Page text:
As a welcome change of pace, digital photographers who feel trapped in a rut sometimes opt for the film. Using instant film takes away the need to develop rolls to the laboratory (or the darkroom) and offers the same instantaneous satisfaction for digital shots that you get. One of a range of instant cameras in demand is the Fujifilm Instax Wide 300. It uses the larger of the two instant video formats of Fujifilm, twice the size of the Lomography Lomo’Instant’s Instax Mini format. That’s a major plus in my book, even though some of the more innovative features Lomo’s camera offers are absent from the Instax Wide 300.

The Instax Wide 300 is a major camera. It measures 3.8 by 4.8 inches (HWD) by 7.4 by 4.8 and weighs 1.4 pounds. With the shutter release at the end, it features an optical viewfinder, a prime lens, and a large handgrip. It is powered by 4 AA batteries and uses the film format Instax Wide.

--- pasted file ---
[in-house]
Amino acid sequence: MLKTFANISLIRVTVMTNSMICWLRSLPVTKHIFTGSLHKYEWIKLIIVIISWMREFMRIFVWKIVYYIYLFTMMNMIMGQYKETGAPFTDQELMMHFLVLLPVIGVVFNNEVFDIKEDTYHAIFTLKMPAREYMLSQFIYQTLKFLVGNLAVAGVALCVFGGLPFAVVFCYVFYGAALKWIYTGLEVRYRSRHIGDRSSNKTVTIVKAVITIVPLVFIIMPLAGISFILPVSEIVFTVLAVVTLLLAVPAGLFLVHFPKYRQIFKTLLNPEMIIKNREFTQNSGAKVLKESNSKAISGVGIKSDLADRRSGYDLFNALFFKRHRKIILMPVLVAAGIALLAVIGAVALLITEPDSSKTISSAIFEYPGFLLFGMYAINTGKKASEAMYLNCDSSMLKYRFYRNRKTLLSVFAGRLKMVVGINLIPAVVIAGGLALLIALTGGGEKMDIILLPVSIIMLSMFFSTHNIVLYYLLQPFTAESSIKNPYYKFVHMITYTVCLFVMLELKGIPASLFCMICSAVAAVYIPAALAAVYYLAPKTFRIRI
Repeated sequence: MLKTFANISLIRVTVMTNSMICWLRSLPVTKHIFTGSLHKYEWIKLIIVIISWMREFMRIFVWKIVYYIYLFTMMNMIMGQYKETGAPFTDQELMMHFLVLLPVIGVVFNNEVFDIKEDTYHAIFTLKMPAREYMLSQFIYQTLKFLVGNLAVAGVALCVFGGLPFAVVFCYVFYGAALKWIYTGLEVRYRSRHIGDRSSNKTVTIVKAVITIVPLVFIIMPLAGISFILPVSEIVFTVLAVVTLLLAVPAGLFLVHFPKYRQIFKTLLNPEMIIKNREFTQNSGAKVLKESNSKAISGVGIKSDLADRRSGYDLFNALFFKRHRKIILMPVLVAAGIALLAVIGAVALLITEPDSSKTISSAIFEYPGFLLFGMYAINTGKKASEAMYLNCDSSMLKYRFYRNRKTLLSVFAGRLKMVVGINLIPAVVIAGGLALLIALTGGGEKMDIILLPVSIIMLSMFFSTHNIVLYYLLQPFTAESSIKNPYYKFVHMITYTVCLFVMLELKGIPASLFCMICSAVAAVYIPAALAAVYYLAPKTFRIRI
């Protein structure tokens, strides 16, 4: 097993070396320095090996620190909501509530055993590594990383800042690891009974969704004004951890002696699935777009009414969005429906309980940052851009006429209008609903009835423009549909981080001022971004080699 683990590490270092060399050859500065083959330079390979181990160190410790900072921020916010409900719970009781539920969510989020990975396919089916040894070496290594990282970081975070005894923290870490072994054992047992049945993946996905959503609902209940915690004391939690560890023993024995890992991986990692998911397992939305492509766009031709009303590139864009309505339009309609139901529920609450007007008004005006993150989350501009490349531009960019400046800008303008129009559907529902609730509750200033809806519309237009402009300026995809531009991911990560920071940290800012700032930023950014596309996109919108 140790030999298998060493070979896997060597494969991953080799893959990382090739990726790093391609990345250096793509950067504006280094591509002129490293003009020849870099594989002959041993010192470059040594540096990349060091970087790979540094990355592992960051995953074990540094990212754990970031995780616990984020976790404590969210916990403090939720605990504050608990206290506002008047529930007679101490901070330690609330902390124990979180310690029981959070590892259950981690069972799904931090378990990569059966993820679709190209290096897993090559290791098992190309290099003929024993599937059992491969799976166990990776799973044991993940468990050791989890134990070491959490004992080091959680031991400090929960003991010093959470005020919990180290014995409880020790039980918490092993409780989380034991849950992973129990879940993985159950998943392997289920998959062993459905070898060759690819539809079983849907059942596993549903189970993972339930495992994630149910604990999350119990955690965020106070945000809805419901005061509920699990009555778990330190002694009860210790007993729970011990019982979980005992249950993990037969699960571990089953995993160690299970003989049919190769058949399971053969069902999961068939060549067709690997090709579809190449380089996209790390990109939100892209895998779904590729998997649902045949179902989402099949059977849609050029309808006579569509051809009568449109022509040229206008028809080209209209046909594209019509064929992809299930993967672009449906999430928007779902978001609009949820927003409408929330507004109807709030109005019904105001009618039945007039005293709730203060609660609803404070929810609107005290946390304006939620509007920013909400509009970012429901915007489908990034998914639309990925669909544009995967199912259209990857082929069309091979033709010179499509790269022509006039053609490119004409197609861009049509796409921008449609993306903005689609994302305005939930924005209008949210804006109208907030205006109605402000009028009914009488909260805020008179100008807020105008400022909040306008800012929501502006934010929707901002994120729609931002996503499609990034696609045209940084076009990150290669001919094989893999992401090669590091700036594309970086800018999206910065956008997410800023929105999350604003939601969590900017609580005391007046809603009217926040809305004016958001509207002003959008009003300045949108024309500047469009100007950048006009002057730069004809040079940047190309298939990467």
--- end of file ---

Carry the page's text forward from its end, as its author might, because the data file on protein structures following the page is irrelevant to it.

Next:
Fujifilm Instax WIDE 300: Price

With each picture measuring 3.9 by 2.4 inches, Instax Wide is sold in packs of ten exposures (HW). It averages out to about $1.50 per shot at retail if you purchase film by the box, but you can often get it for less or minimize the cost by purchasing in bulk to about $0.80 per frame. If you enjoy the luxury of filming in black and white, the film is only provided in colour, which is a downer. Impossible, which produces film for antique Polaroid cameras, offers the instant film in black and white, but it is much more costly at around $3 per shot.

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